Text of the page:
Why Use Undercut Screws Over Regular Hinge Screws?
Don’t let a nice door become unhinged.
Hanging a door can be one of the fiddliest jobs a builder encounters – propping it up whilst trying to align hinges and latches. It’s a thing you want to get right the first time.
Using the wrong fasteners to secure the hinge plates can undo it all. Maybe not immediately, but after some repetitive opening and closing, you might need to dismantle a loose door, and start all over again.
The Standard Way
The use of standard self-tapping screws is common in hinges when fixing to timber doors and jambs. When fixing to steel or aluminium, the conical head shape can mean that it will bottom out on the surface you are fixing the hinge too before the clamping effect of the fastener occurs. With this, the hinge can remain loose and the fastener is ineffective.
The Undercut Way
Undercut screws have a flat bottom under the head, as opposed to a conical head that tapers down to the shank. With the conical taper taken out of the equation, the hinge screw sits firmly against the countersunk hole in the hinge, with 100% contact, before the bottom of the head gets anywhere near the surface you are fixing to.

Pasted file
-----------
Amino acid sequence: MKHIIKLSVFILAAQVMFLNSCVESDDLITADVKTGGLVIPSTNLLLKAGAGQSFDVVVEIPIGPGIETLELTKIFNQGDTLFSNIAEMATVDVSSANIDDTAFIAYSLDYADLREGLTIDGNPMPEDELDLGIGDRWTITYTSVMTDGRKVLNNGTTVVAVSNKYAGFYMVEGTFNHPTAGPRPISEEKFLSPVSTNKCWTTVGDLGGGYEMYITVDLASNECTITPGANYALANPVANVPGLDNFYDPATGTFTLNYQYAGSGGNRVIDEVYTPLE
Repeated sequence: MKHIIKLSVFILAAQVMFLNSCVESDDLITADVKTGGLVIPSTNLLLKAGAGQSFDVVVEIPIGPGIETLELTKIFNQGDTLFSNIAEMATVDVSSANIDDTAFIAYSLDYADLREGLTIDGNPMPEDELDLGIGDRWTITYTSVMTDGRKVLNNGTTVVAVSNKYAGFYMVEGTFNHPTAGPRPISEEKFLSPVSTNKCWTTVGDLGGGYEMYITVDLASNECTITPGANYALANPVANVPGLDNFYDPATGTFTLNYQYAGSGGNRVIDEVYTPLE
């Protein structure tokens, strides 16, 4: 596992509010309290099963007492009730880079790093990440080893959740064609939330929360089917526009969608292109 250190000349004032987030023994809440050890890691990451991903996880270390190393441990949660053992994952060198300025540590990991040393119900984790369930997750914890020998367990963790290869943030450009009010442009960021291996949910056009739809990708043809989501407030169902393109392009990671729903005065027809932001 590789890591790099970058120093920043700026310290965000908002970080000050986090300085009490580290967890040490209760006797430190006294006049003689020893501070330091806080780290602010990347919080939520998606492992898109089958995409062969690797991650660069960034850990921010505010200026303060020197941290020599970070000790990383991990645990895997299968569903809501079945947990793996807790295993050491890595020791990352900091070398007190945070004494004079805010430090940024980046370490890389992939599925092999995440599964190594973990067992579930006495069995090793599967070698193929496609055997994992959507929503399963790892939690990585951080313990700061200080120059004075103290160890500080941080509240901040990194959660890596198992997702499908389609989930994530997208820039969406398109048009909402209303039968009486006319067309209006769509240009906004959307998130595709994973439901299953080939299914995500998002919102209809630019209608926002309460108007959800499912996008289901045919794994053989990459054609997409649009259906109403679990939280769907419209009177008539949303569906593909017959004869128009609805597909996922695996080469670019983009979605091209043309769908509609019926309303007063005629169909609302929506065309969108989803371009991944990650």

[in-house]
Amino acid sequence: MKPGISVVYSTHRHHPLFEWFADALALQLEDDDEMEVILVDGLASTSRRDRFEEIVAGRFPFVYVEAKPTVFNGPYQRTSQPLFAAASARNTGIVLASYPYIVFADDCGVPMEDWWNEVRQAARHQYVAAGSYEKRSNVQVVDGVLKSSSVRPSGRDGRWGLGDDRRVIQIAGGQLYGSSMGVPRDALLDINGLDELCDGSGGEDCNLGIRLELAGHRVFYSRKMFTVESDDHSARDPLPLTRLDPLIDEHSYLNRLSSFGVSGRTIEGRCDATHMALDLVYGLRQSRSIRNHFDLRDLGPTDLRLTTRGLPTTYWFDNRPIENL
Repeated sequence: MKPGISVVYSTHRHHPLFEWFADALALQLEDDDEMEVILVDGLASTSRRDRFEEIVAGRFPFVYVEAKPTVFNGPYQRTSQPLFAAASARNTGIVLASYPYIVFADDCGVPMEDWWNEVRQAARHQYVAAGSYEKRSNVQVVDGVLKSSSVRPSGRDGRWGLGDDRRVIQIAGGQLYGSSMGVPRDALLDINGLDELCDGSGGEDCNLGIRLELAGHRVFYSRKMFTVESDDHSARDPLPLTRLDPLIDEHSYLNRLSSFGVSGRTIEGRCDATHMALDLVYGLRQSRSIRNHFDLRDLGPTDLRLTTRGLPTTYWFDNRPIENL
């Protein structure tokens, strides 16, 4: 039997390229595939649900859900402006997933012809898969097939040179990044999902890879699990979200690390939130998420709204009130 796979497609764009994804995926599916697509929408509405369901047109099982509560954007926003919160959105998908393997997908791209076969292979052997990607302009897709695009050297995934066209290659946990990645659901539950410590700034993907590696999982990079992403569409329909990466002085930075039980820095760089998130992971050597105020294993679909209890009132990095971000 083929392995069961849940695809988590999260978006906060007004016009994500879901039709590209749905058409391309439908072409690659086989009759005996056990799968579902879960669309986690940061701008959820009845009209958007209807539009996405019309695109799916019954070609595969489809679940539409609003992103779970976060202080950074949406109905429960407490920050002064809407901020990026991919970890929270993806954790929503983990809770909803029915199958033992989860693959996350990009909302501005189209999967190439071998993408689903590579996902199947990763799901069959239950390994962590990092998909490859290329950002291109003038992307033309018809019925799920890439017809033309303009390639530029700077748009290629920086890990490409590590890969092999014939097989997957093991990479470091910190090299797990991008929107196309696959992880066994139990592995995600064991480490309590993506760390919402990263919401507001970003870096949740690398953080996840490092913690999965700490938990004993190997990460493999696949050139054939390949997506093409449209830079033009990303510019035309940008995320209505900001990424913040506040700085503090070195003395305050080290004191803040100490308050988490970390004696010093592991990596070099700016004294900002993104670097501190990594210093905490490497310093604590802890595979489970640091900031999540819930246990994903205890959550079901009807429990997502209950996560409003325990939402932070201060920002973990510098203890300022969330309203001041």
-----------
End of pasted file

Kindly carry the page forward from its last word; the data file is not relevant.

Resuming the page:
With this, not only is the screw secured, but the hinge plate has no chance of having a space behind it from which to potentially swing or move.
See Allfasteners for Hinge Screws – the Right Ones
An undercut screw will also sit slightly more flush than a standard self-tapper, so the final aesthetic appearance of your job will be much nicer. Also, they don’t need to be used with just hinges, any application where you are fixing thin metal plates or strips to other metals undercut screws can be the answer. Questions about sizes, finish and availability of hinge screws? For undercut screws, ask the experts in All Things Fixings – Allfasteners.